Cover: The Post-Revolutionary Self: Politics and Psyche in France, 1750–1850, from Harvard University PressCover: The Post-Revolutionary Self in PAPERBACK

The Post-Revolutionary Self

Politics and Psyche in France, 1750–1850

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Product Details


$31.50 • £25.95 • €28.50

ISBN 9780674027695

Publication Date: 03/31/2008


430 pages

6-1/8 x 9-1/4 inches

6 halftones


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This is an extraordinary work of intellectual history, thoroughly researched, exciting to read, and insightful. Goldstein, like Foucault, aims at nothing less than an histoire totale.—Tom Conner, French Review

This important book intervenes in several historigraphical debates with the commanding air of an author sure of her sources while equally cognizant of their limits… This elegant, deeply researched book convincingly grounds three different theories of the psyche in the politics of their day.—Jo Burr Margadant, American Historical Review

It is impossible in a short review to do justice to this intelligent and engaging book. It is full of interesting anecdotal detail and, at the same time, rich in complex philosophical ideas… Goldstein has at her command the intellectual resources of a post-Cousinian world, among them the work of Foucault and Freud. And she uses them to great advantage in the writing of this impressively researched and cogently argued book.—Joan Scott, Journal of Modern History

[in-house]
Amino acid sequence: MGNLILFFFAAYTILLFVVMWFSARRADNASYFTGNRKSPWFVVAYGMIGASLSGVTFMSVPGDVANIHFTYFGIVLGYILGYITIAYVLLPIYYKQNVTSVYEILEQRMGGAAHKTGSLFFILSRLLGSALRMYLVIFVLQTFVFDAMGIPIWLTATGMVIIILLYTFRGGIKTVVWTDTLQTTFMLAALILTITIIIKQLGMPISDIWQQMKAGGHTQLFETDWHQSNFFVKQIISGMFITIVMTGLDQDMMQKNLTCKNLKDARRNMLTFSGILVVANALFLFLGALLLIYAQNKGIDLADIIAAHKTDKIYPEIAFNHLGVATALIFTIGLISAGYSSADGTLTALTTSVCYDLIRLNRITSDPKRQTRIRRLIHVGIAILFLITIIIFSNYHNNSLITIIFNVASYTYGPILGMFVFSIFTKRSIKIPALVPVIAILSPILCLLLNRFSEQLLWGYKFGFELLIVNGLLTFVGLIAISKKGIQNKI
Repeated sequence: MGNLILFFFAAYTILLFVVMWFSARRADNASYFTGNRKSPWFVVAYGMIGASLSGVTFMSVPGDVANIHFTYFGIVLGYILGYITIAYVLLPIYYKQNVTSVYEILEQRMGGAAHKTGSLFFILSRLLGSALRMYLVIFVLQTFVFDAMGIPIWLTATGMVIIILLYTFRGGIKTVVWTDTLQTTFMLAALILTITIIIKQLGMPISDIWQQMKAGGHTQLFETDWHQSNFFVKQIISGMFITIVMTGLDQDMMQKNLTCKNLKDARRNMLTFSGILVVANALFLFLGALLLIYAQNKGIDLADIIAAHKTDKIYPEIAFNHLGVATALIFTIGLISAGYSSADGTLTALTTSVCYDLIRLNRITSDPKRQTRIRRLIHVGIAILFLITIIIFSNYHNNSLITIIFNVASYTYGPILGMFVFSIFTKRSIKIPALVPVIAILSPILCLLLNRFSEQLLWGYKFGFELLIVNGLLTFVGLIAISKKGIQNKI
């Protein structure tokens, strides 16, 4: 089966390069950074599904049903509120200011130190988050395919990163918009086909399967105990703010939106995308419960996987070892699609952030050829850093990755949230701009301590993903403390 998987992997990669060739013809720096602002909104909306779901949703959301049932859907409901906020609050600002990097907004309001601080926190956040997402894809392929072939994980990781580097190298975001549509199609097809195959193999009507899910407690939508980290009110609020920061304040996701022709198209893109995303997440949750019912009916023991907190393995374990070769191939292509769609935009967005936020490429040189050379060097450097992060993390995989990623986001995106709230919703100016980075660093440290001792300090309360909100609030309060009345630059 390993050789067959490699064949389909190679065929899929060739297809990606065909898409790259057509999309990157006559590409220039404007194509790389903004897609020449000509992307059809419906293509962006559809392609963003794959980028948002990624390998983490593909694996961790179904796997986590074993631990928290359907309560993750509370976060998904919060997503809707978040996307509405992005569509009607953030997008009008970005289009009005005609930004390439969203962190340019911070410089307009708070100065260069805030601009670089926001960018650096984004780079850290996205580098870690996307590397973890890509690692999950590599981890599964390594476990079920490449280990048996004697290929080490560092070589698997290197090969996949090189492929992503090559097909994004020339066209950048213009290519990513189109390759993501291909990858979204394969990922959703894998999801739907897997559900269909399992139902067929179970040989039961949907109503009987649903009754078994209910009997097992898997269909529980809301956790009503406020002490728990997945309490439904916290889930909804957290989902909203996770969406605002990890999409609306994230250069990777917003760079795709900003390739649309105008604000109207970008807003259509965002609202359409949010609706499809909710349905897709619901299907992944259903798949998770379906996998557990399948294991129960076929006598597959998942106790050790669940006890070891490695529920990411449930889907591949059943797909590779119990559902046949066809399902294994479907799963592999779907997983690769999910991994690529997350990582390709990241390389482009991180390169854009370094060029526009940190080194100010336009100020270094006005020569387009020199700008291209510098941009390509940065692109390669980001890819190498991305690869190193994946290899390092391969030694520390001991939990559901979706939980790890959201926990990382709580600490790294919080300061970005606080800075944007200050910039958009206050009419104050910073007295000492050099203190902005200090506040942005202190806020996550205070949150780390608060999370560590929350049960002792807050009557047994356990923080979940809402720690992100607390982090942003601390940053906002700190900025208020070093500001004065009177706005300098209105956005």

The research is truly impressive in its scope and depth; the intellectual range and breadth of perspective are outstanding; the writing is limpid, the exposition elegant, the argument forceful throughout. Bold and original, the book will be seen as a fundamental contribution to European intellectual history and to our understanding of the modern idea of self.—Keith Baker, Stanford University

A singularly lucid and original study of how public and private spheres, politics and psyche, fused in post-Revolutionary France. Goldstein shows us the micro-mechanics of how generations of educated, middle-class Frenchmen came to understand their inner life and essence in terms supplied and enforced by new institutions. This remarkable book is a model for a new kind of history which understands politics from the inside out and psyche from the outside in.—Lorraine Daston, Director, Max Planck Institute for the History of Science, Berlin

Goldstein’s book shows in a remarkable way how politics, the philosophy of the human mind, and an educational system interacted to create a new sense of what it is to be a human being. It matters to more than history. Today’s discussions of ‘consciousness’ and ‘the self’ too often suppose that items such as these—and, for example, imagination—are timeless elements of the human condition. Goldstein’s work shows how strongly they have been formed by forgotten events in our past.—Ian Hacking, Collège de France

Awards & Accolades

  • 2005 David H. Pinkney Prize, Society for French Historical Studies
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